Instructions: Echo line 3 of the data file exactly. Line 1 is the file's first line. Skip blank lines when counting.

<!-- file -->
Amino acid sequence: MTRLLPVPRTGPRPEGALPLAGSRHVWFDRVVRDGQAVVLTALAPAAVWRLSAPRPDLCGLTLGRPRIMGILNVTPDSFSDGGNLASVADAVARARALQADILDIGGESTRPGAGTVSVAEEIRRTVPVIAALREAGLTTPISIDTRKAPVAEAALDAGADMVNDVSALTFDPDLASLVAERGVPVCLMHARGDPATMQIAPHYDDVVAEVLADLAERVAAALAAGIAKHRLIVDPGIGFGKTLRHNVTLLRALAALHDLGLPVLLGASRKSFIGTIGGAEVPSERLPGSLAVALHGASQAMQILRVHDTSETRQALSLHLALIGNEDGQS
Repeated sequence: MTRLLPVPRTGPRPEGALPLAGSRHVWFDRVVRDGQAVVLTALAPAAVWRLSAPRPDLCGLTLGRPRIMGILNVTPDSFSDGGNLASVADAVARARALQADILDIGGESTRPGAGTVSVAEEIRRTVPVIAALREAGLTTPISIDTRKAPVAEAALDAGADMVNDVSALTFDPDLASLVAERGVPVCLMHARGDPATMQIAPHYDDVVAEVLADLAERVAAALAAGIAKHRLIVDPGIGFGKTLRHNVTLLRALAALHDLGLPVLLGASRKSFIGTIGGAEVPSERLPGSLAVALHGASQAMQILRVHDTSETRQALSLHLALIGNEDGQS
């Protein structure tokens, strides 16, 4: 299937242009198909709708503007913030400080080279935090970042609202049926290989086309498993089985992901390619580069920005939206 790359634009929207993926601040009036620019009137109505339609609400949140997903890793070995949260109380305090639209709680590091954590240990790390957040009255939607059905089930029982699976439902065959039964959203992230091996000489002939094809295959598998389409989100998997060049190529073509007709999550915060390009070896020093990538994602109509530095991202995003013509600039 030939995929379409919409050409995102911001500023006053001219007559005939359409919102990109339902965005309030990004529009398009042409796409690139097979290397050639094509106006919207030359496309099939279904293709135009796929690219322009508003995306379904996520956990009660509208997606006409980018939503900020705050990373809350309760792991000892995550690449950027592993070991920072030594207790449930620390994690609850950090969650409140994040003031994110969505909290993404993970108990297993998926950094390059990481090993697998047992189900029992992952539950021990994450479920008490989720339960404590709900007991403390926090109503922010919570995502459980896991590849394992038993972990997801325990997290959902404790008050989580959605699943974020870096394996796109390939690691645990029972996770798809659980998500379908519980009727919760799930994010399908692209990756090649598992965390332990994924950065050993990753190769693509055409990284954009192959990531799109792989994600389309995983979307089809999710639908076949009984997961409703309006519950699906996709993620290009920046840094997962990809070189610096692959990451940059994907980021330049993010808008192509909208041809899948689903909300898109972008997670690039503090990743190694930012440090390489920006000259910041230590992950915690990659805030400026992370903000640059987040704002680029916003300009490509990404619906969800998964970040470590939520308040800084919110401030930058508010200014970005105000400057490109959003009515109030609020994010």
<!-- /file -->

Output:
């Protein structure tokens, strides 16, 4: 299937242009198909709708503007913030400080080279935090970042609202049926290989086309498993089985992901390619580069920005939206 790359634009929207993926601040009036620019009137109505339609609400949140997903890793070995949260109380305090639209709680590091954590240990790390957040009255939607059905089930029982699976439902065959039964959203992230091996000489002939094809295959598998389409989100998997060049190529073509007709999550915060390009070896020093990538994602109509530095991202995003013509600039 030939995929379409919409050409995102911001500023006053001219007559005939359409919102990109339902965005309030990004529009398009042409796409690139097979290397050639094509106006919207030359496309099939279904293709135009796929690219322009508003995306379904996520956990009660509208997606006409980018939503900020705050990373809350309760792991000892995550690449950027592993070991920072030594207790449930620390994690609850950090969650409140994040003031994110969505909290993404993970108990297993998926950094390059990481090993697998047992189900029992992952539950021990994450479920008490989720339960404590709900007991403390926090109503922010919570995502459980896991590849394992038993972990997801325990997290959902404790008050989580959605699943974020870096394996796109390939690691645990029972996770798809659980998500379908519980009727919760799930994010399908692209990756090649598992965390332990994924950065050993990753190769693509055409990284954009192959990531799109792989994600389309995983979307089809999710639908076949009984997961409703309006519950699906996709993620290009920046840094997962990809070189610096692959990451940059994907980021330049993010808008192509909208041809899948689903909300898109972008997670690039503090990743190694930012440090390489920006000259910041230590992950915690990659805030400026992370903000640059987040704002680029916003300009490509990404619906969800998964970040470590939520308040800084919110401030930058508010200014970005105000400057490109959003009515109030609020994010």